My friend, Dr. Michael Gabbert, senior pastor of Evergreen Baptist Church in the Tulsa, Okla., area, is an excellent researcher. He developed a series of insights in response to those who ask the question, “Pastor, who do we vote for?” Perhaps his careful insights will encourage you to speak out in the days leading up to decision day on Nov. 8:
Consider Thomas Jefferson—political theorist, statesman, diplomat. He was a scientist, an inventor, an architect and a farmer. He was also the author of the Declaration of Independence. As third President of the United States, he doubled the nation’s territorial claims through the Louisiana Purchase.
In the 1960s, President John Kennedy hosted a state dinner for a collection of Nobel Prize winners. In his opening welcome, he remarked, “I think this is the most extraordinary collection of talent and human knowledge that has ever gathered together at the White House, with the possible exception of when Thomas Jefferson dined here alone.”
Jefferson was clearly a remarkable man. He was not an Evangelical Christian in the sense that we understand it, but he was a man committed to liberty of belief and freedom of thought.
He was a kindred spirit to a minority group of his day called “Baptists.” As such, he advocated full civil and religious liberty for members of religious minorities, like Baptists. The Danbury Connecticut Baptist Association once wrote to him in gratitude and support for his religious liberty positions. In reply, Jefferson wrote them a letter stating:
“Believing with you that religion is a matter which lies solely between man and his God, that he owes account to none other for his faith or his worship, that the legislative powers of government reach actions only, and not opinions, I contemplate with sovereign reverence that act of the whole American people which declared that their legislature should ‘make no law respecting an establishment of religion, or prohibiting the free exercise thereof,’ thus building a wall of separation between church & State.”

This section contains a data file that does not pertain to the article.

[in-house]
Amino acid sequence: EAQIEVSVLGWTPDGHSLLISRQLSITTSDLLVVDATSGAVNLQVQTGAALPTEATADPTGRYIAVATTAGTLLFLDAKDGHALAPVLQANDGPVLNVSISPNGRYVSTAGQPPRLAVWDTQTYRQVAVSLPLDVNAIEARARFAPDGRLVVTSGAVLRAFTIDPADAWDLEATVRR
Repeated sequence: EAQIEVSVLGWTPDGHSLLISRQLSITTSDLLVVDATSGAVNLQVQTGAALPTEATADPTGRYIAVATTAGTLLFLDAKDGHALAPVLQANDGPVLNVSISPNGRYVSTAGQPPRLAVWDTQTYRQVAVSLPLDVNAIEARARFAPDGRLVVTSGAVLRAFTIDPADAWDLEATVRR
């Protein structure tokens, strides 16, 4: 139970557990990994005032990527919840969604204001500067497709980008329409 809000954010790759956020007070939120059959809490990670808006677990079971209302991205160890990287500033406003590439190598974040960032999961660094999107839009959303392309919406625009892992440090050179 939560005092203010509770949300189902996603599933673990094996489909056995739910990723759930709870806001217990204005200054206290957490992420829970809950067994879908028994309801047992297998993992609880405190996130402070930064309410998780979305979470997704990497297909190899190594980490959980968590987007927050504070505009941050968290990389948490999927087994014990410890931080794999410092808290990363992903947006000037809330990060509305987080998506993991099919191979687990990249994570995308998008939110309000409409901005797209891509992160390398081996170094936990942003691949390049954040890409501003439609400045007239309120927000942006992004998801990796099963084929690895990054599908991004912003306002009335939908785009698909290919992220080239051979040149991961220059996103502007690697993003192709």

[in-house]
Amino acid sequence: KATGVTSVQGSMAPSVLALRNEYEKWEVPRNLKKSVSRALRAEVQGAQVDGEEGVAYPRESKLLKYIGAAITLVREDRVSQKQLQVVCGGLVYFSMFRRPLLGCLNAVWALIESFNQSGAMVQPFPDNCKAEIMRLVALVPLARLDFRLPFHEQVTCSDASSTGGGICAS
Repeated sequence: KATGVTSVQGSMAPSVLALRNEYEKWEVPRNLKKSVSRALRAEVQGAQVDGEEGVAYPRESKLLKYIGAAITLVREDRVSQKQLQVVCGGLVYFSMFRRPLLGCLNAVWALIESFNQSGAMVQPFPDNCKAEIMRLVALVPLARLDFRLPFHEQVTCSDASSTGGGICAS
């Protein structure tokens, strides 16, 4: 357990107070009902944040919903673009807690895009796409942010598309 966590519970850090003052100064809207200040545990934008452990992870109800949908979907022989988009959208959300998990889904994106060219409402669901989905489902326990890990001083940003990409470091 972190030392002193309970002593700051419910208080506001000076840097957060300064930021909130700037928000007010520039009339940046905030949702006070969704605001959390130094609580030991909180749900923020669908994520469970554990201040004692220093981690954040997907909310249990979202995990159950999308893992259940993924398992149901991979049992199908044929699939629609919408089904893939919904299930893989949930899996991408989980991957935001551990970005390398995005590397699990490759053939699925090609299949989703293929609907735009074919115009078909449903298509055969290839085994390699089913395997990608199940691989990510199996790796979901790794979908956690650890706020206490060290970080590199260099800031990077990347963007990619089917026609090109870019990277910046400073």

“A wall of separation.” It’s not a constitutional phrase; it comes from Jefferson’s letter to the Danbury, Connecticut Baptists. He used it as a metaphor to describe what he saw as an appropriate separation between government and church. `
Today, people think this “wall of separation” suggests that government should have no influence on the church and that the church cannot have any influence on the government. We live in a generation where Christians are increasingly expected to maintain our religious beliefs and Christian practices privately. We’re told faith has no place in the public square.
This is not what the First Amendment provides. The First Amendment prohibits Congress from exercising institutional control in matters of religious conscience. Lawmakers have no stake in the religion business.